Whitesburg KY

Struttin’ Time:

State’s turkey crop looking good

I have been scouting here in Kentucky, and it looks like we have a good crop of long beards to hunt. Out of four farms I have personally scouted, I heard or saw turkeys on each one.

I now want to share with you about our Florida hunt, which took place in mid-March. It didn’t take me long to get into trouble, as the owner quickly asked me to guide for two other hunters who needed help to get their “Grand Slams.” As I am always willing to help, I took the hunter from Minnesota who had been trying for two years to finish his slam to my “Honey Hole,” a place where I have taken several other hunters and helped them achieve their slam.

Not long into the game, I realized the gobblers were not after the hens yet. That created a problem, but after traveling 800 miles to hunt the show had to go on. I used the new “Voodoo Custom Call,” a box call if you will that my friend and owner of Voodoo Custom Calls, Cecil Adkins of Whitesburg, made for me to try. It worked to perfection.

Although I was unable to call in any gobblers, I knew using such a call and time were working in our favor. That evening, at 4:45, a giant long beard came in wide open. The hunter from Minnesota was shaking like a leaf, but he waited until the gobbler was within 20 yards and his slam was complete. He jumped, shouted, and was as happy as any person I ever saw. I was as happy as he was.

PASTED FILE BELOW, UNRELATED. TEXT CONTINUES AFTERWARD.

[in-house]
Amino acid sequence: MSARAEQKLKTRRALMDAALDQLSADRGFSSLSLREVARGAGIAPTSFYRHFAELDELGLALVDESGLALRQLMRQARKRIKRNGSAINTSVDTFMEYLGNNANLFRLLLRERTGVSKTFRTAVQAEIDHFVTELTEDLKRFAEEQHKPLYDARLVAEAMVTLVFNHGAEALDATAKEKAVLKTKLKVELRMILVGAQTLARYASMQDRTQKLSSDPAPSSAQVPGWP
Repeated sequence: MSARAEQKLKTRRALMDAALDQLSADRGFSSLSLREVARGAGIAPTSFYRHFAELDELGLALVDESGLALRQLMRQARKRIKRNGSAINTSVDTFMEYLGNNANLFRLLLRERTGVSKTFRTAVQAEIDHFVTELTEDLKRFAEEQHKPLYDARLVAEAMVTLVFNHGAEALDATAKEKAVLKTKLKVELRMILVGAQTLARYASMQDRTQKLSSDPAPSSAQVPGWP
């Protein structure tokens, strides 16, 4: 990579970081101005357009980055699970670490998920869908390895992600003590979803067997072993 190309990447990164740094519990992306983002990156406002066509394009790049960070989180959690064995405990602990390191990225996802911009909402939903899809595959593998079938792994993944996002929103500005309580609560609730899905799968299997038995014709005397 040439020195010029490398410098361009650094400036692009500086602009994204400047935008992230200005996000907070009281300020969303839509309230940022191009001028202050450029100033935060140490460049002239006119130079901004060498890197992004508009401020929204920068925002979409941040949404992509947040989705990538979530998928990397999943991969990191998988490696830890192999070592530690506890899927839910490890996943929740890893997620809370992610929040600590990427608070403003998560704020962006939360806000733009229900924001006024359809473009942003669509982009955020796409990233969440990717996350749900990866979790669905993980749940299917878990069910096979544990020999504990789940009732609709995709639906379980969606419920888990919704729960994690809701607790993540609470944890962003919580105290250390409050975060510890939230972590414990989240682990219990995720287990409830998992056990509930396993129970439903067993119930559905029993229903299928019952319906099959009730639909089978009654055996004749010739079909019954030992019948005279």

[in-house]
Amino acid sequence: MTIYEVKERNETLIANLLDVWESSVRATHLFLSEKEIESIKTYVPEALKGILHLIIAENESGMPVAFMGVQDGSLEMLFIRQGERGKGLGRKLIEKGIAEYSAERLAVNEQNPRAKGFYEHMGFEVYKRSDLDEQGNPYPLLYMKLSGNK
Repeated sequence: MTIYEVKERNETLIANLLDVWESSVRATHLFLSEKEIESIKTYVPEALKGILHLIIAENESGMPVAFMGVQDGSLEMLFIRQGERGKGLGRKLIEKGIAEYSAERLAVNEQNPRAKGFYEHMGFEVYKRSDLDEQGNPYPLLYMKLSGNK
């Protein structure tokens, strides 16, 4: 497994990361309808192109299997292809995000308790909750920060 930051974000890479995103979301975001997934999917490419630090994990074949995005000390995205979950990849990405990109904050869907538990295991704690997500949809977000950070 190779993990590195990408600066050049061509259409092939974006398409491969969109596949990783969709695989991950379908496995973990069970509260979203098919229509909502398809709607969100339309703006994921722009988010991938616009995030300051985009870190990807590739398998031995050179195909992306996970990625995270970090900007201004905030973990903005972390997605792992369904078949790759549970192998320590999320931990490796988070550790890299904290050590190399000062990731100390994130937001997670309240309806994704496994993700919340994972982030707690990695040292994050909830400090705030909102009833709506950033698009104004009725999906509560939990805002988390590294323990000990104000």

Then I got a message from a member of my hunting team, Rhett Rossi, who was hunting in Illinois. Rhett and me will tie up next week in Nebraska. Rhett asked me if the hens and gobblers were together in Florida yet, and I told him no. He had the same sad news, as they were not together in Illinois either.

The next morning brought a new day and a new person to guide. She was from California, and she sure had me out-classed. She broke out in a hunting outfit that had to cost $1,000 and a $5,000 over and under shotgun. Anyway, within an hour I called up five nice long beards. I waited for her to shoot … and waited. Remember, these are wild animals. They don’t stand around to have their pictures taken. As I looked at her, the sweat, the look of fear, and the agony of defeat were all over her face. In our world we call that “Buck Fever,” and the result is usually the same whether it is a buck or turkey you are staring down — not good. All the turkeys turned and walked away without her having pulled the trigger on any gobbler, even though they where all within 20 yards.

What fun we have on our hunts!

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